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Taking the wraps off 'Ginger'

The mystery machine is indeed a two-wheeled scooter-like device and will run nearly emission-free using a hydrogen-based engine, according to reports.

"Ginger," the mysterious scooter-like device that has been touted as changing the world, is apparently environmentally friendly as well.

An article in the March 20 issue of Inside magazine claims that Ginger is indeed a two-wheeled scooter-like device and further asserts that it will run nearly emission-free using a hydrogen-based engine. In theory, the engine could power a range of devices.

Also known as "IT," Ginger has been the subject of the most tech-industry buzz since the days before Transmeta announced its power-saving chip to compete with Intel.

Reports of Ginger first cropped up in January after, the Web site that spawned the magazine, detailed praise reportedly heaped on the product from tech giants such as CEO Jeff Bezos and Apple Computer CEO Steve Jobs in a book proposal from Steve Kemper with Harvard Business Press.

Amazon even created a page on its Web site to eventually sell the device, although the online retailer cautions it doesn't really know what IT is or whether IT will be available

A patent application filed with the World Intellectual Property Organization's International Bureau on Dec. 14, 2000, lists Manchester, N.H.-based DEKA Research and Development as the applicant. Inventor Dean Kamen has been creating products for DEKA for nearly 20 years. The application lists Kamen as the inventor of the unnamed product.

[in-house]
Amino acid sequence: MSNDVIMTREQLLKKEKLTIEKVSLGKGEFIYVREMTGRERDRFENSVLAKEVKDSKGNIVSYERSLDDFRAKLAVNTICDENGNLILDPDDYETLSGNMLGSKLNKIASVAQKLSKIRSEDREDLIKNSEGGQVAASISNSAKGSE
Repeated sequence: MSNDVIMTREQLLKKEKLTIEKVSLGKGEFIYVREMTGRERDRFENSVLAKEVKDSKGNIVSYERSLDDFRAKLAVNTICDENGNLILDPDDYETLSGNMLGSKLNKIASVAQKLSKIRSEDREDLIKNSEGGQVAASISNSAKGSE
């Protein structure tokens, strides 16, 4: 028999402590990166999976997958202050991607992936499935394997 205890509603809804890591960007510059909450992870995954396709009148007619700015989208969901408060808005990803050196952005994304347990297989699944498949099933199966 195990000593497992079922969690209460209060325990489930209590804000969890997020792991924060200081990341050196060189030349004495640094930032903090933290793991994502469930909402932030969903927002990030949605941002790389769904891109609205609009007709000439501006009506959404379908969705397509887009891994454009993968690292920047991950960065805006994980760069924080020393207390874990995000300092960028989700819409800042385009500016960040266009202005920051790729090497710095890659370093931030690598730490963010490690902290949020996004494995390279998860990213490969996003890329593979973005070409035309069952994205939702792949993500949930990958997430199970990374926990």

The application includes drawings of various devices, such as a unit similar to the electric scooters now popular with urban workers, a type of one-wheeled skateboard, and several other single-wheeled, foot-mounted oddities.

Man on skateboard According to the upcoming Inside article, Kamen has created a new company called ACROS, "whose goal is to create a product line that features 'motorized, self-propelled, wheeled personal mobility aids, namely wheel chairs, scooters, carts and chariots.'" ACROS has begun building a factory in New Hampshire, the magazine reports.

Kamen is also said to be planning later versions of the scooter that would include his patented version of the Stirling engine, an almost perpetual motion machine.

DEKA and Kamen have had little to say amid all the speculation, initially saying in a statement that the product would have a 10-minute assembly time, a price tag of less than $2,000 and a debut date of 2002.

However, Kamen later released a statement that said the leaked book proposal "quoted several prominent technology leaders out of context, without their doubts, risks and maybes included. This, together with spirited speculation about the unknown, has led to expectations that are beyond whimsical."

Kamen was not immediately available for comment on the latest report, which Inside says was prepared without any cooperation from Kamen.